The Movie Waffler New Release Review - THE KID WHO WOULD BE KING | The Movie Waffler

New Release Review - THE KID WHO WOULD BE KING

The Kid Who Would Be King review
A London schoolboy discovers the magical sword Excalibur.

Review by Eric Hillis

Directed by: Joe Cornish

Starring: Louis Ashbourne Serkis, Denise Gough, Dean Chaumoo, Rebecca Ferguson, Patrick Stewart

The Kid Who Would Be King poster

"Success will no longer be determined by bloodlines," says the character played by the son of British acting royalty Celia Imrie to the character played by the son of British acting royalty Andy Serkis in The Kid Who Would Be King. To say writer/director Joe Cornish's children's fantasy is confused about its message is an understatement.

Playing more like a lecture than a piece of storytelling, The Kid Who Would Be King is an anti-Brexit movie. Or maybe it's pro-Brexit. I'm not entirely sure. Either way, it's about Making Britain Great Again.

The Kid Who Would Be King review

An animated prologue quickly recaps the legend of King Arthur, letting us know that the wizard Merlin's nemesis, the sorceress Morgana (Rebecca Ferguson), has been living underground for centuries, waiting for things to get dark enough in the Britain above for her to make her return and plunge the land into eternal darkness.
Cornish never quite gets into why he considers 2019 the worst time in the history of Britain, a conclusion only a financially well-off, straight, white man would come to. Wouldn't Morgana have been better off making her play 60 years ago when landlords advertised their flats with a "No Blacks, No Irish!" disclaimer and gay men were chemically castrated? Or 100 years ago when children were working in mines and their mothers couldn't even vote to change that situation? Or 200 years ago when slavery was in full effect? All Cornish presents us with is a newsstand with tabloid headlines that read "Gloom" and "Misery."

In a setup suspiciously similar to that of the '70s British kids' show King of the Castle, a put-upon schoolboy, 12-year-old Alex (Louis Ashbourne Serkis) is knocked unconscious after being chased by bullies into a construction site. When he wakes he discovers a sword sticking out of a piece of debris, which he pulls out and takes home.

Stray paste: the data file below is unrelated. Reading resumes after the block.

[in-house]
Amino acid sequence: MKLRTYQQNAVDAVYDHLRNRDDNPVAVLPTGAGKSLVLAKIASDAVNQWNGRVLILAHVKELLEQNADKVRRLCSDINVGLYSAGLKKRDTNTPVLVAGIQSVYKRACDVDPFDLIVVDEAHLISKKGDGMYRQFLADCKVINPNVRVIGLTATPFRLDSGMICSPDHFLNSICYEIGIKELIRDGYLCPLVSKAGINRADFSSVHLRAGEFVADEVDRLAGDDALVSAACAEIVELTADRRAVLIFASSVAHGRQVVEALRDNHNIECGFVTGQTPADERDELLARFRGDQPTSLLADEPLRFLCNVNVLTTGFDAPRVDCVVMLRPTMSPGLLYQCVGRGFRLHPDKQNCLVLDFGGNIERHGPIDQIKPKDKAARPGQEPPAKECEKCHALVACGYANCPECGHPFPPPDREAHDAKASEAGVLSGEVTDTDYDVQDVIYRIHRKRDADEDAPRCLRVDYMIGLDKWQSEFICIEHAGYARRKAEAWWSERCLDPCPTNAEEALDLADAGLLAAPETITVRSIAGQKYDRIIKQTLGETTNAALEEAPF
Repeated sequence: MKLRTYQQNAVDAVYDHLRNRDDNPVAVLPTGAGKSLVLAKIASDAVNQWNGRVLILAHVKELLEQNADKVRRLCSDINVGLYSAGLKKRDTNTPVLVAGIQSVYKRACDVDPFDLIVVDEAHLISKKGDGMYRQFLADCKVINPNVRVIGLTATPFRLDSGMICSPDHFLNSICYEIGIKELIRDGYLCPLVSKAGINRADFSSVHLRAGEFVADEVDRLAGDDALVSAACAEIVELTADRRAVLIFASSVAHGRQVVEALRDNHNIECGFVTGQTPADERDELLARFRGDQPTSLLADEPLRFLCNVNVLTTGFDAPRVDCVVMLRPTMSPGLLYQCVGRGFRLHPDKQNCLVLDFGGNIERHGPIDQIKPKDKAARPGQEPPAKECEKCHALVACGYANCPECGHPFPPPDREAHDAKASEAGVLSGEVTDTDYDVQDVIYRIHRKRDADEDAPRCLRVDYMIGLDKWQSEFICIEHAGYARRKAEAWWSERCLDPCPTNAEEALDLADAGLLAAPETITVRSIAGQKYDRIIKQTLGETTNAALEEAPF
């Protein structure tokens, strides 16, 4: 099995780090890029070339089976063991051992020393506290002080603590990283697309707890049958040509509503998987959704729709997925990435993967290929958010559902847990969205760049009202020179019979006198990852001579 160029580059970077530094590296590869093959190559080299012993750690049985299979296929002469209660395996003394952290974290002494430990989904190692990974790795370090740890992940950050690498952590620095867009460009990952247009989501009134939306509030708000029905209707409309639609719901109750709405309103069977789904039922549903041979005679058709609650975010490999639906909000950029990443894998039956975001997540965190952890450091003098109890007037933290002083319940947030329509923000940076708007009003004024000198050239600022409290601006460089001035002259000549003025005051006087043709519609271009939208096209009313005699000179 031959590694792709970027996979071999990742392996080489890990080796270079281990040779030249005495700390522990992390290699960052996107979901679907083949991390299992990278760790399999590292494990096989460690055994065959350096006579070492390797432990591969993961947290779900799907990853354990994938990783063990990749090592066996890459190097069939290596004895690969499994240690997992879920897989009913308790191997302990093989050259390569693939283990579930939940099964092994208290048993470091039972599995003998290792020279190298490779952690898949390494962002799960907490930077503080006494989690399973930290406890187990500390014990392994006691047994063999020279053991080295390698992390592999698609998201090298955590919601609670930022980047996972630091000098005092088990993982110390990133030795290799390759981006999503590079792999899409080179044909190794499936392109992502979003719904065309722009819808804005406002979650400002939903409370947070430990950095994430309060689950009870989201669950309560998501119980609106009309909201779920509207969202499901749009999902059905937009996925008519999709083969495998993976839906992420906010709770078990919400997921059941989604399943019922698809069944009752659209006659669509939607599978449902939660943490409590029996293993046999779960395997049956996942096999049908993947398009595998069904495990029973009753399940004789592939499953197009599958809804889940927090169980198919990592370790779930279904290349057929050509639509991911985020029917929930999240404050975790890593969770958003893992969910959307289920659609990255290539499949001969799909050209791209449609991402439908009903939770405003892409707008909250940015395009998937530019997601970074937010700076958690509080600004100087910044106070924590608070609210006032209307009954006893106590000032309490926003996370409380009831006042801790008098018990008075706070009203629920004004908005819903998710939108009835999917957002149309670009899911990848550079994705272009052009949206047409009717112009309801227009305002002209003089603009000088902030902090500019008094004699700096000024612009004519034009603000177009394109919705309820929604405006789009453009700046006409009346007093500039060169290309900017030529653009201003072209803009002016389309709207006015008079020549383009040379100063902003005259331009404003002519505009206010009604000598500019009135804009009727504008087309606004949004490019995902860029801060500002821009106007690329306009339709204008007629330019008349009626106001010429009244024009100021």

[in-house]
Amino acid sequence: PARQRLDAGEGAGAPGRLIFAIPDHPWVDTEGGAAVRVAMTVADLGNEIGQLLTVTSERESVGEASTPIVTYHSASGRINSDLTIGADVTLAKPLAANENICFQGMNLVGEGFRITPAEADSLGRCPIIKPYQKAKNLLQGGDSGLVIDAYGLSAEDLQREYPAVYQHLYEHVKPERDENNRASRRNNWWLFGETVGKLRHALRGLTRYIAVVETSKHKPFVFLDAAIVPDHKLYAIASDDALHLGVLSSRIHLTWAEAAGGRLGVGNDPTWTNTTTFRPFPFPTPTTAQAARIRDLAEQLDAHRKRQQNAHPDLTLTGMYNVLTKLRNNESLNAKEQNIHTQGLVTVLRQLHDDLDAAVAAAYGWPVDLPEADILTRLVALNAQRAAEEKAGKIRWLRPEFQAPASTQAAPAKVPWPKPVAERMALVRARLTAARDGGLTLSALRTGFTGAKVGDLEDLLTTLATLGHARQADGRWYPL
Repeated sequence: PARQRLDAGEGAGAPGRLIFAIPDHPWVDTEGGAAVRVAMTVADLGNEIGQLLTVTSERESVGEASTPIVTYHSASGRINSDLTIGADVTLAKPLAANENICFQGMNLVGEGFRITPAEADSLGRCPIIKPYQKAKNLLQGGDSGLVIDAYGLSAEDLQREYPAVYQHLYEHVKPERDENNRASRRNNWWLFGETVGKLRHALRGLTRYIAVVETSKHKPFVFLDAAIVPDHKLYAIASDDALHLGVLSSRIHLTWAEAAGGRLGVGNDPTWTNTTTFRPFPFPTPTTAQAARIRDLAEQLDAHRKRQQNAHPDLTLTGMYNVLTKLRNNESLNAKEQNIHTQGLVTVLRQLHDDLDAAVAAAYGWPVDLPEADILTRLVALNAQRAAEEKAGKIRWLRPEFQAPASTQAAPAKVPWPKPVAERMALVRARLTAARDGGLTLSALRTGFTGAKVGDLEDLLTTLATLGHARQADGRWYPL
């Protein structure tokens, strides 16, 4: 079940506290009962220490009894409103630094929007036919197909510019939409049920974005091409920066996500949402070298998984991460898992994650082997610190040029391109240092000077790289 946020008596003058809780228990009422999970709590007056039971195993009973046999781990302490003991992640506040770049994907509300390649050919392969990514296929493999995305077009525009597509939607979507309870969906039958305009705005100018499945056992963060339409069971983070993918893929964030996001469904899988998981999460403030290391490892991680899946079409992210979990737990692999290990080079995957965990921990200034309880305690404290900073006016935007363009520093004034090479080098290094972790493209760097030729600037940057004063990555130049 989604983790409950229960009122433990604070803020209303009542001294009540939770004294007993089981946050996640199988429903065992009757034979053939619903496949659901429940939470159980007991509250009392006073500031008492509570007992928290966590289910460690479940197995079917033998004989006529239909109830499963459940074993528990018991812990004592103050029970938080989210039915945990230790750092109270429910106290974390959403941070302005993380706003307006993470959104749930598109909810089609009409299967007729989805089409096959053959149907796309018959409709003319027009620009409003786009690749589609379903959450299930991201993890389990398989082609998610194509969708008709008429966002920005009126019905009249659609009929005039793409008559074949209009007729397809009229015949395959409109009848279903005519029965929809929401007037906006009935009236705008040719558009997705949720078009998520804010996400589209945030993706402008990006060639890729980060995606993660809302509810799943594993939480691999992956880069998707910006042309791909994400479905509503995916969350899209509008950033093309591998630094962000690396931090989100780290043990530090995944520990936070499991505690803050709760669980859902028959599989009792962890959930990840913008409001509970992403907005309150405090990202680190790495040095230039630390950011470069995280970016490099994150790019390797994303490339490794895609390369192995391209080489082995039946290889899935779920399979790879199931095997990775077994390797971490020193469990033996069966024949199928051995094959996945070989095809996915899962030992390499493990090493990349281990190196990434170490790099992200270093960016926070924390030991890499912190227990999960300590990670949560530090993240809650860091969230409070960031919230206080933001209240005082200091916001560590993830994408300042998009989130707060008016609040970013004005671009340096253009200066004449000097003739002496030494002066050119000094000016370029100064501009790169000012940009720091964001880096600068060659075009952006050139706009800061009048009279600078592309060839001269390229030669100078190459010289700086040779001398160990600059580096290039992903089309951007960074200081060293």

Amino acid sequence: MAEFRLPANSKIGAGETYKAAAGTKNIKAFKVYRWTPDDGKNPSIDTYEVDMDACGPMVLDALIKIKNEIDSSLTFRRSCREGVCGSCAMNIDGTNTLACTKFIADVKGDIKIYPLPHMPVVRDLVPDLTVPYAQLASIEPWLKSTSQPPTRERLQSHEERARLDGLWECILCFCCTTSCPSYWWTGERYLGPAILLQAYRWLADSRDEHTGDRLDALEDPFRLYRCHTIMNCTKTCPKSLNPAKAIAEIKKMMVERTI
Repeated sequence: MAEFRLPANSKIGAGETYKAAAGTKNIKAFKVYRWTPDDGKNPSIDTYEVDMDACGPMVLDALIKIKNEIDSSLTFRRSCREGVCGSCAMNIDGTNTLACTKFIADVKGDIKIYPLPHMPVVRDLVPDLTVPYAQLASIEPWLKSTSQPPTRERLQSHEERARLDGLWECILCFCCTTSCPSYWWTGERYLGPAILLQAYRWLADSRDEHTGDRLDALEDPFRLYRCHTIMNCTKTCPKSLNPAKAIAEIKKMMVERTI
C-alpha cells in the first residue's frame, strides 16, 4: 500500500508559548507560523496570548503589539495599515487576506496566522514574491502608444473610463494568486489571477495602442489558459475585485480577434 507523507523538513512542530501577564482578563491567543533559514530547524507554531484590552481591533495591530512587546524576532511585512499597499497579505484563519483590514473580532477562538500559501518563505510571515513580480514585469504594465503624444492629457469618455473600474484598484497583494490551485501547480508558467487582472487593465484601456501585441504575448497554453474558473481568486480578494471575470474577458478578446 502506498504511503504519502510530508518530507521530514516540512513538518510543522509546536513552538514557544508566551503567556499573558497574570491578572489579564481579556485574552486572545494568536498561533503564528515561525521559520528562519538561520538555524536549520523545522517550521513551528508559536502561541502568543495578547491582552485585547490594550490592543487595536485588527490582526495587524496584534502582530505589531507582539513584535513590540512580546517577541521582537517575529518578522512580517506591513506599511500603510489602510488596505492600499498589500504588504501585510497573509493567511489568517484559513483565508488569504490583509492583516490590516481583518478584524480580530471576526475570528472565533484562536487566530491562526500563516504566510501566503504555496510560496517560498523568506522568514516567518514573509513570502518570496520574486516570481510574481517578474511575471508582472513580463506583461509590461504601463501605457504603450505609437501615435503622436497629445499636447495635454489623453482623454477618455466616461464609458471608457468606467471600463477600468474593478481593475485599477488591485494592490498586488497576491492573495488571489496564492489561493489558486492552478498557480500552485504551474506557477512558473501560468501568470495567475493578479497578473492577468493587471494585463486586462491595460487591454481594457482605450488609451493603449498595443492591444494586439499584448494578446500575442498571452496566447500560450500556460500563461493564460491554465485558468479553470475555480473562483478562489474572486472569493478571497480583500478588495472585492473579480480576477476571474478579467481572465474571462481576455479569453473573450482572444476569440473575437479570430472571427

The Kid Who Would Be King review

Wouldn't you know, it's only Excalibur, the mythical sword of King Arthur, and Alex's possession of the blade draws the attention of Merlin (Angus Imrie), who has been slowly aging backwards and now resembles a very foppish teenage boy. In one of the film's many scenes of characters explaining the plot, Merlin informs Alex that he is the successor to the throne of Camelot and has four days to defeat Morgana before her minions take control. Knighting his best mate Bedders (Dean Chaumoo) and his former bullies Lance (Tom Taylor) and Kaye (Rhianna Dorris), Alex sets off on the dangerous quest.

Cornish's film is clearly influenced by the '70s and '80s British kids TV that he and his generation grew up on. Shows like Sky, Grange Hill, Into the Labyrinth and the aforementioned King of the Castle. These were shows that refused to talk down to their young audience, and which didn't sugarcoat how tough life could be for kids in the Britain of their era. The Kid Who Would Be King superficially evokes their spirit, and its heart is no doubt in the right place, but it constantly talks down to its target audience, with characters speechifying about how We All Need To Get Along if we're going to overcome the evil taking root in the fabric of society.

The Kid Who Would Be King review

It's here that The Kid Who Would Be King is confusingly hypocritical. It argues for equality while reducing its ethnic cast members to damaging stereotypes - the Asian nerd who has to be constantly rescued by his white friend (though Chaumoo still manages to steal the show) and the thuggish black girl who suspiciously knows how to drive a car. The film wants to portray its hero Alex as a member of the downtrodden proletariat, arguing the case for meritocracy over monarchy, but he and his single mother live in the sort of house only a Russian oligarch could afford at today's London prices.

Okay, so its message is fudged, but is The Kid Who Would Be King any fun? Well, no, because it expends so much of its energy trying to hammer home its message that it forgets to create the sort of magic and wonder that might rival the iconic legends it half-heartedly appropriates. The great thing about a good folk tale is that you can extract a message of contemporary relevance from it while also finding it a ripping good yarn. The Kid Who Would Be King is all yawn and no yarn.

The Kid Who Would Be King is in UK cinemas February 15th.

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